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Phaseolus vulgaris the common French or snap bean whose green pods are used as a vegetable was domesticated in the Andes. It is the same species as many drying beans. Sow Beans indoors from April to June, and outdoors in June. The seeds can be started in modules or sown directly, 20cm apart, in rows 30cm apart. If beans are sown in cold wet soil they will not grow fast enough to get ahead of the slugs. The first warm week in June is best and sowing can continue into the beginning of July. Keep well weeded. Dwarf varieties do not need support. Beans should be picked quite small whan they are most tender, and picking will enocurage further flowering and fruiting. To save seed, some plants cn be left for the pods to mature. They can be harvested when most of the pods have turned brown. The plants should then be harvested whole and drying completed indoors. The beans can be shelled when the pods are crisp. This can be done by hand, or by threshing with a stick. Before storing check the beans are really dry by hitting with a hammer. They should shatter, not squash.
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Lazy Housewife
Lazy Housewife
Our Price: €3.00

A climbing dual purpose bean. It can be eaten young as a green bean, or allowed to mature for the tan large coloured beans.   Average 30 seeds per packet more info
Cupidon
Cupidon
Our Price: €3.00

A fine string-less round dwarf bean. An early, heavy cropper. Delicious raw or cooked. Average 30 seeds per packet . more info
Jersey Dwarf
Jersey Dwarf
Our Price: €3.00

This dwarf bean from the Channel Islands would be my desert island bean, especially if that island was anywhere in the North Atlantic. It  can be used as fresh as a green bean or for dried beans. The pods are flat and striped and the dried beans speckled purple and white. IN 2017 it was our most productive bean producing over 500g of dried beans/square meter.  Average 30 seeds/packet more info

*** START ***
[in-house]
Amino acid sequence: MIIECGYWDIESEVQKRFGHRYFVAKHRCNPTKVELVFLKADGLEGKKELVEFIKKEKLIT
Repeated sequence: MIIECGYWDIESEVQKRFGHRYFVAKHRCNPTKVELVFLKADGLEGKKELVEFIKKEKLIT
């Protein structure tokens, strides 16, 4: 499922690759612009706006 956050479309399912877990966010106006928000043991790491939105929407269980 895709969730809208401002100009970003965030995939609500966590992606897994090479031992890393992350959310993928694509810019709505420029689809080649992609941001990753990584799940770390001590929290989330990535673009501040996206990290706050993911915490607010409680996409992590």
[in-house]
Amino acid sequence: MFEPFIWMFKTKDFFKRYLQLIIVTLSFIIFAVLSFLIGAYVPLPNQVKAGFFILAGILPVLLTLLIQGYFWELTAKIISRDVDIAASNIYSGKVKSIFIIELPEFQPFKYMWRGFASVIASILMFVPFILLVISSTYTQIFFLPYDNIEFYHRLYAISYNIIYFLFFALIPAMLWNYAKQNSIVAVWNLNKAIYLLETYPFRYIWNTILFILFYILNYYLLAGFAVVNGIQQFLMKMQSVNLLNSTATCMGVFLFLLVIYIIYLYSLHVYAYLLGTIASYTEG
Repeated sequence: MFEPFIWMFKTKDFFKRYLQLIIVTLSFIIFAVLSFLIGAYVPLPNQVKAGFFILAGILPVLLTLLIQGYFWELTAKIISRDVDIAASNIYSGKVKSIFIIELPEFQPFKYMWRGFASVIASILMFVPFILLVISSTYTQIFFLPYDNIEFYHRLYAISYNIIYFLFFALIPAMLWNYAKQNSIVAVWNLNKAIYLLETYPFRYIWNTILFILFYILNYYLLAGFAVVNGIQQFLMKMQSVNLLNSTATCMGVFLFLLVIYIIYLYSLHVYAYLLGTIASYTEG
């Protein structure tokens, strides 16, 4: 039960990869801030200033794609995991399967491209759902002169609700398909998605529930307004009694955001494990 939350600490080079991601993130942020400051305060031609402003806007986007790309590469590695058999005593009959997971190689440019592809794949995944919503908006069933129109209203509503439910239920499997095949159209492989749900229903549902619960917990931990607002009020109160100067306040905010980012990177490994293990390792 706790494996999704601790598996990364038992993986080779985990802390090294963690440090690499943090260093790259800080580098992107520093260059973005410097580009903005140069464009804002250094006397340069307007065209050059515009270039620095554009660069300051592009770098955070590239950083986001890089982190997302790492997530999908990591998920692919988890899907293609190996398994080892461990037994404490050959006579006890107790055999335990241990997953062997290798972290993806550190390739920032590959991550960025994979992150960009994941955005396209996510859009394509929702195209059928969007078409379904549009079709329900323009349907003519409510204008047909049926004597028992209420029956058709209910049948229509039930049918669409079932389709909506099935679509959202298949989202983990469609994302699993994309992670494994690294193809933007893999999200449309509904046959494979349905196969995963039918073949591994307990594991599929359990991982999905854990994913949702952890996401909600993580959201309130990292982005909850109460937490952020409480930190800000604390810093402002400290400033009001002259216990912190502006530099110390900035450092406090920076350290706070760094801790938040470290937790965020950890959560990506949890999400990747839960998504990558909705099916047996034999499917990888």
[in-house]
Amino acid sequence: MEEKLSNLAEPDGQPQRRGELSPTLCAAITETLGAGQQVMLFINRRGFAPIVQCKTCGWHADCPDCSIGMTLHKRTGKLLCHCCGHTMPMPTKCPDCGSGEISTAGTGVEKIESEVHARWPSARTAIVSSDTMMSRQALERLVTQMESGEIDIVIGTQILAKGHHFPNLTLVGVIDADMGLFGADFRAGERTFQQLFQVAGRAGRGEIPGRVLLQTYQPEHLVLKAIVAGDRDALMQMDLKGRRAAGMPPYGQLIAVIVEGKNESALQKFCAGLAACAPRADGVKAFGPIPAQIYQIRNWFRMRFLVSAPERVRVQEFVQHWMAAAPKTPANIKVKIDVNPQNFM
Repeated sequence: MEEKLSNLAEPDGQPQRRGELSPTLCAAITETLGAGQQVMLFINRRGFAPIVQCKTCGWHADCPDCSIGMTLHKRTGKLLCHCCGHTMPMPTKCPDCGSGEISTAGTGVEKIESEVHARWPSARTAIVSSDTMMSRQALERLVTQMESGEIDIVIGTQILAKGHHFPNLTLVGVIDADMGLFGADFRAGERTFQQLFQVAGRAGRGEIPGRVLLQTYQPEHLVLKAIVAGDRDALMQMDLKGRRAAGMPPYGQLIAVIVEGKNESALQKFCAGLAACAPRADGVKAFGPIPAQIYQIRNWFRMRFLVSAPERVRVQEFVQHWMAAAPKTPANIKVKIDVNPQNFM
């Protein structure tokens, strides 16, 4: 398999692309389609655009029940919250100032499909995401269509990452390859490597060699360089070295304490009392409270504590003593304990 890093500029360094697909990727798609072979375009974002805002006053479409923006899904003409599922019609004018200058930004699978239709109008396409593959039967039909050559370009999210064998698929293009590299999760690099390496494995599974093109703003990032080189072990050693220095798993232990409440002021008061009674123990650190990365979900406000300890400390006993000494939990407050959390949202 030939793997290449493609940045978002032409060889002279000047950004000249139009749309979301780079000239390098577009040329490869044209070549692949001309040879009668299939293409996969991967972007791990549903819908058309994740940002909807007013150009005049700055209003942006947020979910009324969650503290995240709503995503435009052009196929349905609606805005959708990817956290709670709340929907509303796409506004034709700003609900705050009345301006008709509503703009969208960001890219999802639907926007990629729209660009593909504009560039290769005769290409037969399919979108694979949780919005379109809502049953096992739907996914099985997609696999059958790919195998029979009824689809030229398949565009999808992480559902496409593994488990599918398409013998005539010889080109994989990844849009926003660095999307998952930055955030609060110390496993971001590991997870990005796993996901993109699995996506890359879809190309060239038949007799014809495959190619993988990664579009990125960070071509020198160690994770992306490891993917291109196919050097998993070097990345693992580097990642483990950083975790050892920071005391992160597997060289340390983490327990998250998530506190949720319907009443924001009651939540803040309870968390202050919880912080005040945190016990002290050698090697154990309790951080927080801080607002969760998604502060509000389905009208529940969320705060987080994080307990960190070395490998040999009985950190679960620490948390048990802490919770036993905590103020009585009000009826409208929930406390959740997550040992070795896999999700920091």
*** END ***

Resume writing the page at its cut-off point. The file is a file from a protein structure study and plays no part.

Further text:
Cherokee Trail of Tears
Cherokee Trail of Tears
Our Price: €3.00

Between 1838 and 1839 the Cherokee people of the United States were forced to march across the Smoky Mountains to Oklahoma. This winter death march is known as the Trail of Tears as over 4,000 people died making the trip.

In 1977 a member of Seed Savers Exchange named Dr. John Wyche from Hugo, Oklahoma donated these seeds to our collection. It is thought that his Cherokee ancestors carried this heirloom bean with them on the Trail of Tears.

Beans were domesticated in the Americas thousands of years ago and serve as a protein in the diet of humans and animals.

This is a vigorous climbing bean that can be used either as a green bean or aloud to mature into a black drying bean.

Sow from April indoors or in May outside. Average 30 seeds per packet

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Coco Bicolour
Coco Bicolour
Our Price: €3.00

Coco Bicolour An old botany teacher of mine, Paul Dowding, gave me some of these seeds old French climbing variety, which he has been growing for many years. The beans are mottled cream and purple. They are early, vigorous and prolific. We found them delicious and are pleased to add them to the catalogue.

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Blauhilde
Blauhilde
Our Price: €3.00

Long dark purple beans on climbing vines. Average 30 seeds per packet Grown at Brown Envelope Seeds Average 30 seeds. more info
Kerikova
Kerikova
Our Price: €3.00

Prolific yellow beans on climbing vines. Average 30 seeds per packet. Average 30 seeds. more info
Mr Ferns
Mr Ferns
Our Price: €3.00

Jason originally trialled this variety for Irish Seed Savers and found it to be more productive than his standard commercial market garden variety. He has been saving it for several years and is always impressed by its ease of growth. Lovely pink flowers and not quite straight green bean pods with beans which go dark purple/black when dried. Average 30 seeds per packet Grown by Jason Horner more info
Minidor
Minidor
Our Price: €3.00

Phaseolus vulgaris A stringless, yellow dwarf bean that crops early and heavily.
Average 30 seeds per packet

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